We are resisting the itch to move. At 16 years, this is the longest time I’ve ever lived in one house in my life. I guess I’m the odd one, because I seem to thrive on change. My challenge has always been to find routine without getting into a rut. The latter is easier than the former, so I’m pushing to make changes this year (without moving). Sometimes change is going back to something, though differently.

  7. Sharon Koch

    feels so good to let go of what we now realize we never needed or wanted. when we rescue plants, animals or cloth, they rescue us. think soul-o’s at home wherever you are. ha! many of us stray cats feel the same way. may the man recover soon. x

  8. Jen NyBlom

    Most of the time, I feel like Soul-o, lurking behind the greenery…
    I’m pruning the front hedges to show their beautiful structure instead of tangles…but now I am more exposed.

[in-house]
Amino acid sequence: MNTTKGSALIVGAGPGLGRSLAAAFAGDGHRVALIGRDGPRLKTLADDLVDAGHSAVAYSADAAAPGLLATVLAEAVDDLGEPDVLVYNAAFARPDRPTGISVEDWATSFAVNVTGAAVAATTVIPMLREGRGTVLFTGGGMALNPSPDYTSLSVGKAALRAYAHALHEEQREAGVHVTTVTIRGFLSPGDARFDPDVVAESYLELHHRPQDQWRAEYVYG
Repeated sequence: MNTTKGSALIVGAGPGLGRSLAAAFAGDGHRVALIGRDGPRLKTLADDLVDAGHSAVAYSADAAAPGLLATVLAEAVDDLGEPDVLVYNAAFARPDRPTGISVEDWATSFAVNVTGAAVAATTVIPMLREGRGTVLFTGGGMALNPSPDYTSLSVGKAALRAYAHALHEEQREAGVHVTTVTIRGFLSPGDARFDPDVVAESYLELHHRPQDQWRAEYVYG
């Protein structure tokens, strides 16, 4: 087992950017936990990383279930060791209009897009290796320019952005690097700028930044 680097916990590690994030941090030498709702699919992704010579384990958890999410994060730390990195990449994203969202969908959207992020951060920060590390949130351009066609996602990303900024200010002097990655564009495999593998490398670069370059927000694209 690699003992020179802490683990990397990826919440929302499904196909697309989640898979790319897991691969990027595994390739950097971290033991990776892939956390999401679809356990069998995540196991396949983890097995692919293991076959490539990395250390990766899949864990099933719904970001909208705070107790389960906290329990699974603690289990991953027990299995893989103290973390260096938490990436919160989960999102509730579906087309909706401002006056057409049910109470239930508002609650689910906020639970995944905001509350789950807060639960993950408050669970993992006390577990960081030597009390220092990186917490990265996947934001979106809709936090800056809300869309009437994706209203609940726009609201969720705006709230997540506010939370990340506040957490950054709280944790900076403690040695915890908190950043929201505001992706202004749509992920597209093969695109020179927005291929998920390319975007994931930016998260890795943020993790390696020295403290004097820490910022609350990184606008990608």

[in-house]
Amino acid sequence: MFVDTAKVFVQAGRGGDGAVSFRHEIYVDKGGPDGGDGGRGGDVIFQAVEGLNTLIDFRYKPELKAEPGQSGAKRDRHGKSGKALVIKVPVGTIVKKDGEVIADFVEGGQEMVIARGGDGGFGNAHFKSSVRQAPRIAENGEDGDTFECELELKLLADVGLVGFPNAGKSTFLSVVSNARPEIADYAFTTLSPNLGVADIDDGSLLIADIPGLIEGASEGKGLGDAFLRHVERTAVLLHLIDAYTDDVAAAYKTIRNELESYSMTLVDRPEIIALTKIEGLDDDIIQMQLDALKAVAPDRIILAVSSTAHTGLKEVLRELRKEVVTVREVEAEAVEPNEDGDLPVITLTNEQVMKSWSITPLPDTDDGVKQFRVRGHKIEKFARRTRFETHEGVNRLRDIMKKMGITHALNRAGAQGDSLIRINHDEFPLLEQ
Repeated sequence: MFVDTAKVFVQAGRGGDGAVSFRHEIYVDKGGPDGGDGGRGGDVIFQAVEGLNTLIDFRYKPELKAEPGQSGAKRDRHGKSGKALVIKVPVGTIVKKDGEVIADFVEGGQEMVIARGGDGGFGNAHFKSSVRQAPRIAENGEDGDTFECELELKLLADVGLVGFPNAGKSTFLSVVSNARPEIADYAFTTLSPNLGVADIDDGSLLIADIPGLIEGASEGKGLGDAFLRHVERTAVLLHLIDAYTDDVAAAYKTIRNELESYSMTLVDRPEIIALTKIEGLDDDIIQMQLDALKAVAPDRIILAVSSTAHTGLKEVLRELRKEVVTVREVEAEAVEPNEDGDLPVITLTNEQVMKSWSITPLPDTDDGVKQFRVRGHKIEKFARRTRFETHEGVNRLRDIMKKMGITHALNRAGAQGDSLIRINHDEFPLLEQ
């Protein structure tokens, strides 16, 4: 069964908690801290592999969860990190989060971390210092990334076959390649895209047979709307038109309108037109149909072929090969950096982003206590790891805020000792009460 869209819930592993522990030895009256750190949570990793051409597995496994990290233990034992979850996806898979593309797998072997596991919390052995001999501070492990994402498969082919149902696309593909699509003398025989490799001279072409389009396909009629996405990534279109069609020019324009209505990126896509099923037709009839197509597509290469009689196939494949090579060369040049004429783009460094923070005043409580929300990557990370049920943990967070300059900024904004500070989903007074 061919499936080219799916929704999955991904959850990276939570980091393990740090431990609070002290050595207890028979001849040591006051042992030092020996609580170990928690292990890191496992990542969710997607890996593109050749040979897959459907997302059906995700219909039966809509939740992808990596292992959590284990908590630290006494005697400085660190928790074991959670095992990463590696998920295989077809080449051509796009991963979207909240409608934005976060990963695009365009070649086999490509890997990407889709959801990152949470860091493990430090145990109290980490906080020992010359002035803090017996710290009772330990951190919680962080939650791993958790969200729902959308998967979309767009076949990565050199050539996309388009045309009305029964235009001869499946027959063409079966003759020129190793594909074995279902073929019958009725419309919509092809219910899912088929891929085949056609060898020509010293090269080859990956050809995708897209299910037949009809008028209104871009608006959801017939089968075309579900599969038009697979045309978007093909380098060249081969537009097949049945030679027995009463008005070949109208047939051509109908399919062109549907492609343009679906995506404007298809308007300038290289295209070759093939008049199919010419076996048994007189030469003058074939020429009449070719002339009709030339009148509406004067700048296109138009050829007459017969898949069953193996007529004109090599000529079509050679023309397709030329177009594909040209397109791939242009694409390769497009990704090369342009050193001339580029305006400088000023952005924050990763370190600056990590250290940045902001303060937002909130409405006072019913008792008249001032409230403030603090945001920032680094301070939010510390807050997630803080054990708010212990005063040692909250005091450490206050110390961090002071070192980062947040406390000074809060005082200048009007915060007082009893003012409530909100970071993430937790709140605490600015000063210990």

I’m not anti-social, I say, just Pro-Solitude! ha.
    Trying to learn to stay more flexible can be difficult as time marches on (esp w the isolation of the past year!)
    Sending healing Thots to the man! xoxo
    Today is Monday and tax time (ugh!) and I’d much rather be stitching or digging in the soil.

    I’m SO happy for you that home is feeling like HOME! yay!!

  9. Joanne in Maine

    My husband’s back has caused him great pain and it took so long to make it better- lots of slow easy exercises on the mat listening to calm music. But he is excited about spring weeding. What thing to be excited about. 20 degrees today.

  10. Caro

    Just thought that your situation is a bit like your cellery and scallions.
    Uprooted, replanted in water , soon in soil to flourish.
    Glad you feel like you are slowly rooting